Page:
A/N – Truly just a bit of fluff. I'm in the middle of a difficult story and needed

a break! I ended up with this. I know it has a lot of holes, and situations

that remain unresolved, but that's what fluff is for, right? Anyway, no

spoilers, so read safely. Thanks.

After Hours

Rodney McKay lay on his back, doing his best to relax and go to sleep. His room was dark and still, lit only by the twinkling stars seen through his window. He flipped to his right side, punching at his pillow, and tugging the blankets up over his shoulder. Squeezing his eyes shut, he tried to turn off the myriad of thoughts racing through his mind. After five more minutes of fooling himself, he gave a long, drawn out sigh, then sat up.

It was no use. There was no way he was going to get any sleep tonight. He briefly thought of calling Carson Beckett and asking the physician for a sleep aid, but immediately dismissed the idea. Rodney disliked medication – any medication. Memories of his mother scurrying into her bedroom and popping who-knows-what so she could get through another day surfaced, and he angrily pushed them aside. No – the last thing he needed was chemical assistance.

He dropped his bare legs over the side of the mattress and ran a hand across his face. A glance at the clock revealed the time to be 11:48 – nearly the witching hour. Giving another sigh, Rodney left the warm comfort of his bed, and pushed himself to his feet.

Five minutes later, dressed and fairly presentable, he left his room. Work. That's what he would do. That's what he always when something was bothering him. Or when he was bored. Or he needed distraction. Or, in this case, he couldn't sleep. Work was his balm. His identity. His contribution to mankind. And his escape.

The hallways of Atlantis were eerily silent. When they had first arrived nearly two years ago, there had been far more activity at night. Atlantis was new and exciting, extraordinary and exotic. The people of Earth were intrigued by the city and so spent most of their time exploring and discovering. Even at night.

Now, though, the city was merely a home, a place to sleep and eat and work. Most of the hidden nooks and crannies had been discovered, and those that hadn't could obviously wait. Oh, whenever some new recruits were shuttled in by the Daedelus, they were fascinated and overwhelmed by the wonders of the city, but eventually the excitement was tempered into acceptance. And the nighttime hallways became quiet once more.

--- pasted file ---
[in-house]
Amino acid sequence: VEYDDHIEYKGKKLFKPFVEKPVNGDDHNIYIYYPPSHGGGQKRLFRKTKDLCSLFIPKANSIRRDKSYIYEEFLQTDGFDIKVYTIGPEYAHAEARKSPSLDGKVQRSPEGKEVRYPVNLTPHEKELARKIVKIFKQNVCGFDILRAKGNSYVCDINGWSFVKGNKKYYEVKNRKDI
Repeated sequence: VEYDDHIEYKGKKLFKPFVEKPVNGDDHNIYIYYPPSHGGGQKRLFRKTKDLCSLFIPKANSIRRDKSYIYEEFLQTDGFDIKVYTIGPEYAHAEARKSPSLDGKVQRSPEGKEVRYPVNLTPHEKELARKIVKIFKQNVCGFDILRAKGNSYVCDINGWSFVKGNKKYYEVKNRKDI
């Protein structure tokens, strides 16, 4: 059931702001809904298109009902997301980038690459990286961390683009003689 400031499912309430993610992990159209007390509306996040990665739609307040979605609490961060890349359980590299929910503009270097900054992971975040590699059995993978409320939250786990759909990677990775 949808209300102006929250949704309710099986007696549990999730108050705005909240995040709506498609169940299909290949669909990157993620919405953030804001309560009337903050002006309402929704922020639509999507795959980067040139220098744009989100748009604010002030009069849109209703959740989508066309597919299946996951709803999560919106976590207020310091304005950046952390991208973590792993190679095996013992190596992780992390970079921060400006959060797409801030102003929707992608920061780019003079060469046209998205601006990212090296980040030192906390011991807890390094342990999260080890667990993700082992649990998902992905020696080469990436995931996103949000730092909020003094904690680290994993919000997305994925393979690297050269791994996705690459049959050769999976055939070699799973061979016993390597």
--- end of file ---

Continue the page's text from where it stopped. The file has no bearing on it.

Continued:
Rodney hit the controls in the transporter, then leaned against the wall, his arms folded across his chest. One look at his face revealed his exhaustion. Normally bright blue eyes were now underscored with dark shadows. His shoulders slumped, his head drooped. Even his crooked smile was absent, replaced with lines of fatigue. He closed his eyes for the few seconds it took to get to the second level, imagining himself back in his room, sound asleep and snoring. Wearily, he shook his head at the image, knowing that it was only wishful thinking.

He strode from the transporter, his feet automatically guiding him to the main lab. Rodney had a smaller, more private room that he considered "his lab," but he knew that if he got involved in one of his little projects, he would never sleep tonight. And he needed to sleep. His projects could wait.

Rodney paused at the entryway to the lab, his eyes falling on Radek Zelenka. Inwardly, he groaned; he thought the lab would be empty. Stifling a sigh, he moved into the room, making his way over to his work station.

"Rodney?" Radek looked up from his computer screen, his eyes bleary. Rodney paused, then turned and glared at his SIC.

"Radek." McKay's voice was curt, and Radek could see the fatigue etched on his bosses face. Rather than taking offense at Rodney's tone, he gave the chief scientist a small smile, then gestured at his desk. A small pile of Power Bars lay unopened, next to a thermos.

"Hungry?" Radek asked, and Rodney shook his head. No, if he ate now, he definitely wouldn't sleep.

"What are you doing here?" Rodney asked, reluctantly coming to Zelenka's desk and peeking over the scientist's shoulder at the computer screen. Various formulas were displayed, along with a graph that fluctuated wildly.